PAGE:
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4 Ways To Cultivate A "Lightbulb" Culture Of Great Ideas

Posted by Jennifer Winge on 8/27/18 7:04 AM

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I loved the animated movie Despicable Me. In the film, supervillian Felonious Gru has moments of clarity in which he concocts ideas for evil schemes, emphatically stating, “Lightbulb!”

As a leader, I love seeing a staff member and/or volunteer have a “lightbulb moment” – a moment of clarity that provides a solution to a problem or inspiration for a new project or idea. "Lightbulb moments" create a feeling of ingenuity, ownership and empowerment. How do we, as leaders, create a culture that encourages these "lightbulb moments?"

Here are four tips for cultivating a culture of great ideas.

1. Ask Questions Rather Than Offer Solutions

As leaders, we can get into the habit of wanting to solve problems or move projects forward ourselves. It's only natural to want to rely on your own instincts and experience to address challenges. However, our ultimate job as leaders is to empower other leaders.

Immediately offering a solution doesn’t empower those working for you; rather, it creates a culture of dependence. When a staff member or volunteer comes to you with a problem or hurdle, start by asking questions. You'll demonstrate to them that you realize they have great solutions and that you trust them to implement the solution. Ask them questions like:

  • What do you think the best thing to do would be? Why?
  • Have you had a similar situation that you have dealt with in the past? How is this different / the same?
  • How will you implement this solution? How can I support you?
  • Have you gotten feedback from any of your core volunteers, other staff members, etc. who have skin in the game?
  • If it doesn’t work, will it give you the opportunity to fail fast and forward?

2. Expect Individuals To Own Their Issues And Solutions

When you ask guiding questions that lead others to their own solutions, it gives them ownership. We all work a lot harder when we have ownership over something – it becomes a reflection of our work ethic and skillset, so naturally, we want to make it as good as possible so it is a good representation of ourselves.

Leaders should be coaches and sounding boards, warning others about possible pitfalls or unnecessary detours while still allowing an individual to map out the route and the steps needed to arrive at the final objective. Let them be ingenious! Let them feel empowered! A staff member's idea may end up working better than anything you could come up with.

3. Allow Them To Fail

Failure is the best teacher because it is an opportunity for growth. Leaders need to teach others how to fail fast and forward. Failing fast does not mean that when we see failure around the corner we step in and stop them. I am not talking about a failure that will debilitate the church or a moral failure you see coming.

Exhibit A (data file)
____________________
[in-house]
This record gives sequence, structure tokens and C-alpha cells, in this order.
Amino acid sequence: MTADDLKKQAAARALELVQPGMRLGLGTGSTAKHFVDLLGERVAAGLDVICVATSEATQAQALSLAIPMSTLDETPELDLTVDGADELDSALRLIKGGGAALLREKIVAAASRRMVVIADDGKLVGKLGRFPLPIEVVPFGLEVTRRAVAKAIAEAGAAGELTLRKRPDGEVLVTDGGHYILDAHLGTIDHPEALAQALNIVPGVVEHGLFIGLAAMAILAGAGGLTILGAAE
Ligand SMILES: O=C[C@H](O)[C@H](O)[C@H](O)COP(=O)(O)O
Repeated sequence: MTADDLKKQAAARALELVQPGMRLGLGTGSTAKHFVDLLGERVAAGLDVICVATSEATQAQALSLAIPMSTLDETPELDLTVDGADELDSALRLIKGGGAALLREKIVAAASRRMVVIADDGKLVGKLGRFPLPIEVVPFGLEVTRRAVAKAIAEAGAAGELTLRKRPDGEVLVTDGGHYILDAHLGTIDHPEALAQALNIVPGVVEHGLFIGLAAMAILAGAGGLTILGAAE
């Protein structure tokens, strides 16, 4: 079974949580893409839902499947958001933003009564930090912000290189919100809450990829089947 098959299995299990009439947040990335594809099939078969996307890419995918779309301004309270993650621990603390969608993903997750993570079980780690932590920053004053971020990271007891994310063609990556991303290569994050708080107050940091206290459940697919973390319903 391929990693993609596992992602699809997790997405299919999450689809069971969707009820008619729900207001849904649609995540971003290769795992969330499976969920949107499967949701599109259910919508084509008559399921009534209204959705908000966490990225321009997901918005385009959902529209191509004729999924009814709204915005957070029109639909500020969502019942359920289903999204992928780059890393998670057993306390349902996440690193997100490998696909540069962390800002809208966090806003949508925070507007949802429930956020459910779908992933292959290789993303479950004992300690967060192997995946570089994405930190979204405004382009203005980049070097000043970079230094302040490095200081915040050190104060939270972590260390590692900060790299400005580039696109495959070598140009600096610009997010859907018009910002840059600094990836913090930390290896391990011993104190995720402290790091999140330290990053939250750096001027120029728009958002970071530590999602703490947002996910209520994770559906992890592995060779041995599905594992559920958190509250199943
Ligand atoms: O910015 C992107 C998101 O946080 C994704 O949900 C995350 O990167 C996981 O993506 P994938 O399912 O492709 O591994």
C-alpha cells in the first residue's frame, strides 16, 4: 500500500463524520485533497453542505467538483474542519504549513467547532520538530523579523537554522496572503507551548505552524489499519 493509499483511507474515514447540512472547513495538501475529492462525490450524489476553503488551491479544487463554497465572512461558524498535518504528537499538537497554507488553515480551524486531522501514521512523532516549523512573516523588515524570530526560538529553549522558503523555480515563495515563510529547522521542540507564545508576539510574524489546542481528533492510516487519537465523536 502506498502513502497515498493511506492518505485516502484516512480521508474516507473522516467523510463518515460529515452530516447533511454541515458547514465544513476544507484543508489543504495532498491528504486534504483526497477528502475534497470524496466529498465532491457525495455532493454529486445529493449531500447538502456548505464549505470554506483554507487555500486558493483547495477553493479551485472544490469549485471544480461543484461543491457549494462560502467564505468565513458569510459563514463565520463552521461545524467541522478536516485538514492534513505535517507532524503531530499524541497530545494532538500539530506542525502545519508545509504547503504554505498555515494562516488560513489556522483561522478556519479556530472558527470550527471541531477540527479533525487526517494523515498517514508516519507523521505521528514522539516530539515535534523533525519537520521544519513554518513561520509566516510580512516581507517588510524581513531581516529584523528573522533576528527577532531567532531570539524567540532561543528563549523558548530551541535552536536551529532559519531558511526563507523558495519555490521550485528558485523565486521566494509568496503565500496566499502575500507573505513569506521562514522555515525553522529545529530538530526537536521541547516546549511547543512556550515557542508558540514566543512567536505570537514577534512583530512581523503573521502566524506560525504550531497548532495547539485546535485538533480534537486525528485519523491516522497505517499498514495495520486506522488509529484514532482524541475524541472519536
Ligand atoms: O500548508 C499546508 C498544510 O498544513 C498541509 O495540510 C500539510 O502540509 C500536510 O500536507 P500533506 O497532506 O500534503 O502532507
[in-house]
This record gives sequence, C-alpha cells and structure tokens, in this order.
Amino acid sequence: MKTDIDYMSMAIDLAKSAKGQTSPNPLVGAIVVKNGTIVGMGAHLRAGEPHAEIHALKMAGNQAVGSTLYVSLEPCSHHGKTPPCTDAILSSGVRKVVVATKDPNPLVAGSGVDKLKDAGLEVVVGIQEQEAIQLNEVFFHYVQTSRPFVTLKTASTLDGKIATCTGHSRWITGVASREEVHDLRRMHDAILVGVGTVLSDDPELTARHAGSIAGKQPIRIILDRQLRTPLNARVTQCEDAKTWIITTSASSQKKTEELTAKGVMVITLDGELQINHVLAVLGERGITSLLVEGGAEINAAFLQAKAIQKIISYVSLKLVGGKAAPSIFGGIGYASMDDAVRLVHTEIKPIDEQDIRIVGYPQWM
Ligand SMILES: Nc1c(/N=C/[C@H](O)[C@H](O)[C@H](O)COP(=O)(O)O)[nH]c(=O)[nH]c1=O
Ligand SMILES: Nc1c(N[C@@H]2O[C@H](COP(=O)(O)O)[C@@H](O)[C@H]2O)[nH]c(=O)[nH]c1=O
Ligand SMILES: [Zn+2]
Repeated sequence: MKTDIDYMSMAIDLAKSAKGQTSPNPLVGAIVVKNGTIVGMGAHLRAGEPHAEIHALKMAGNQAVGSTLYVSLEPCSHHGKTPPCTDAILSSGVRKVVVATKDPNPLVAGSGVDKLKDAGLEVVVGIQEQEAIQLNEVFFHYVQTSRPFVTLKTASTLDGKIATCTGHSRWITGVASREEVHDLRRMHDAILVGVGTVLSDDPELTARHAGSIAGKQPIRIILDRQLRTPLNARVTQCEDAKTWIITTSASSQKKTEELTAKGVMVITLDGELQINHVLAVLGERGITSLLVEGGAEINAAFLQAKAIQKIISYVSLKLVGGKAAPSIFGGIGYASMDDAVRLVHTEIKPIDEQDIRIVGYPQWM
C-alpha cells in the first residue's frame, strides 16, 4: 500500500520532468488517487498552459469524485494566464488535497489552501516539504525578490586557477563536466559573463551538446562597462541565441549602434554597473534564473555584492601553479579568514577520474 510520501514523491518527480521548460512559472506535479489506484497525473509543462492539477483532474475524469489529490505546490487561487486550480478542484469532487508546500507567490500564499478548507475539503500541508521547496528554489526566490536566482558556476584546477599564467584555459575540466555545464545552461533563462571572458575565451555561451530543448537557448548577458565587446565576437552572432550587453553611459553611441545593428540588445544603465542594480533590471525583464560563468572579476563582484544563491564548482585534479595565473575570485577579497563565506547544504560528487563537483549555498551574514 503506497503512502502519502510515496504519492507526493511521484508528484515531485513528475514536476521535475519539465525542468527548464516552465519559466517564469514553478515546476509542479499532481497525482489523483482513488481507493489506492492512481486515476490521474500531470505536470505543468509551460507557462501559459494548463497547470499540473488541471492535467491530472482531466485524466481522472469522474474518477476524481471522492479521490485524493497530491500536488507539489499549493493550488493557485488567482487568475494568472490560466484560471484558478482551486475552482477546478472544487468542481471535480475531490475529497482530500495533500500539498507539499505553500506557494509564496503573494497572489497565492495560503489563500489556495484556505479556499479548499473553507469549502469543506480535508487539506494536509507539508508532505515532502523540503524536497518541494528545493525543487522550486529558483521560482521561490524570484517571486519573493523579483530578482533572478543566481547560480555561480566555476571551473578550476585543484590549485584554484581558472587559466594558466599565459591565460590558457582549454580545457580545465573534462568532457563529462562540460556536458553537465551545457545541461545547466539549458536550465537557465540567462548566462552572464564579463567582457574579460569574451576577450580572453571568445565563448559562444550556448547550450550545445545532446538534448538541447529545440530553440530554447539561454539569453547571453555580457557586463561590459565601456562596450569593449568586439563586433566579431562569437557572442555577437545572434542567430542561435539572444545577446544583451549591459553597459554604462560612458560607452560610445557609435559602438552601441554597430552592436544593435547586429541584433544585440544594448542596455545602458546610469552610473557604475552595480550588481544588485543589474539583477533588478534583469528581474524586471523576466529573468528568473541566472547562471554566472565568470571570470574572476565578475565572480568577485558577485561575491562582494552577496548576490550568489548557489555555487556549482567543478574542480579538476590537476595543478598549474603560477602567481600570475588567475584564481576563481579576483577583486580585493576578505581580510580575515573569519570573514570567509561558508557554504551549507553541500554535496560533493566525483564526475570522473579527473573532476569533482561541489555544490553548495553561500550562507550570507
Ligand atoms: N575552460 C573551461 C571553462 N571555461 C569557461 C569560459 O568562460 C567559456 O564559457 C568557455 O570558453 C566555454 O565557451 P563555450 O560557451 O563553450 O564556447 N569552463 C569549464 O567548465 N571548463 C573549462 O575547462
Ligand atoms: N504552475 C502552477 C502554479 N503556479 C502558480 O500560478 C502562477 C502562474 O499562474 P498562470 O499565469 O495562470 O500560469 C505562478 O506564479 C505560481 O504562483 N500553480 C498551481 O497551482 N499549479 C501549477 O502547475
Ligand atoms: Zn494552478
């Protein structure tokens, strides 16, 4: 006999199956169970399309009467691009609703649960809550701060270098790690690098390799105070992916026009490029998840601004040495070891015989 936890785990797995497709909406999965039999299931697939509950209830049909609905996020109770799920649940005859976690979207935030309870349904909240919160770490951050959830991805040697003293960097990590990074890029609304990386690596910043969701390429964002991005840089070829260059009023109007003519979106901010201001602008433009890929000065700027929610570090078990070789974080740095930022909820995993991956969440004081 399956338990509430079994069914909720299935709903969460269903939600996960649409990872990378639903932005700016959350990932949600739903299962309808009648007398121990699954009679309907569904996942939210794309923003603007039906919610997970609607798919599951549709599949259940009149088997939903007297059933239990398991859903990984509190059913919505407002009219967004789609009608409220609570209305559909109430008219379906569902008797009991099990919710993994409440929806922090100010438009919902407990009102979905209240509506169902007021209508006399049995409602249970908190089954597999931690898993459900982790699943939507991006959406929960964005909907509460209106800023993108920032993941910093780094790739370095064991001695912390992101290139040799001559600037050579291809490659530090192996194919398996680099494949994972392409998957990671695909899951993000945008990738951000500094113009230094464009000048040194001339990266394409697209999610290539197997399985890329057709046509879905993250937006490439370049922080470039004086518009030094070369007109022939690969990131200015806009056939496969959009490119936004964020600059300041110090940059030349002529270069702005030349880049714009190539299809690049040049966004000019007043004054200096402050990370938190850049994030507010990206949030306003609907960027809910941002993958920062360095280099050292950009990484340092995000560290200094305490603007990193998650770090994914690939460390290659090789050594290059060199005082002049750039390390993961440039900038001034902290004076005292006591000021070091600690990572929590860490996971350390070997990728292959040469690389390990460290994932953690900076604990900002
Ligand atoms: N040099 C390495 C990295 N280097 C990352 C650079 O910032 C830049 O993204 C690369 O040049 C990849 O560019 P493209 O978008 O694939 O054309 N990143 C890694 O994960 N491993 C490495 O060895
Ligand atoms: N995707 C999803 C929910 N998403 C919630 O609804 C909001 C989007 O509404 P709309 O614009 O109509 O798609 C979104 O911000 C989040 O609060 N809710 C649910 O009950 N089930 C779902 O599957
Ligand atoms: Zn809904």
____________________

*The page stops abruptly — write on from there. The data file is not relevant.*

Rather, I am talking about trying a new way to gain volunteers that may end up being a flop, stopping a ministry that has lost momentum, creating a new event, etc. We never desire failure, but it happens.

Our job as leaders is to coach our staff through failure so they can learn from it and move forward in coming up with a new plan. Always be available to have candid conversations privately after a failure. Never say, “I told you so.” Always say, “I am so grateful you tried something innovative. What can we learn from it? Don’t get discouraged. Keep moving forward.”

4. Follow Up  

It takes time and energy to create a culture of "lightbulb moments." Part of that time spent is in follow-up. Everyone processes things differently. When you start asking the questions that make people think through their challenge, they need to have time to process it.

Some individuals process externally. Maybe you need to take them to lunch and allow them to process out loud. Other individuals need to process internally. Let them think about it overnight and check in with them the next day. See how they are feeling. Have they had any epiphany moments since yesterday?

Some people may need to process with their teams and colleagues. Continue to follow-up throughout the process. Check in occasionally and make sure you have an open door that allows them to come and bounce ideas off you any time. In these moments, keep asking questions rather than offering solutions. Follow-up is important in both success and failure. Follow-up is what keeps people failing forward rather than never trying at all.

"Follow-up is important in both success and failure. Follow-up is what keeps people failing forward rather than never trying at all." Tweet:

The benefits of a culture that is conducive for lightbulb moments are far reaching. What is one thing you can start doing today that will move toward a culture of saying, “lightbulb!”?

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Topics: Church Development, Team Building

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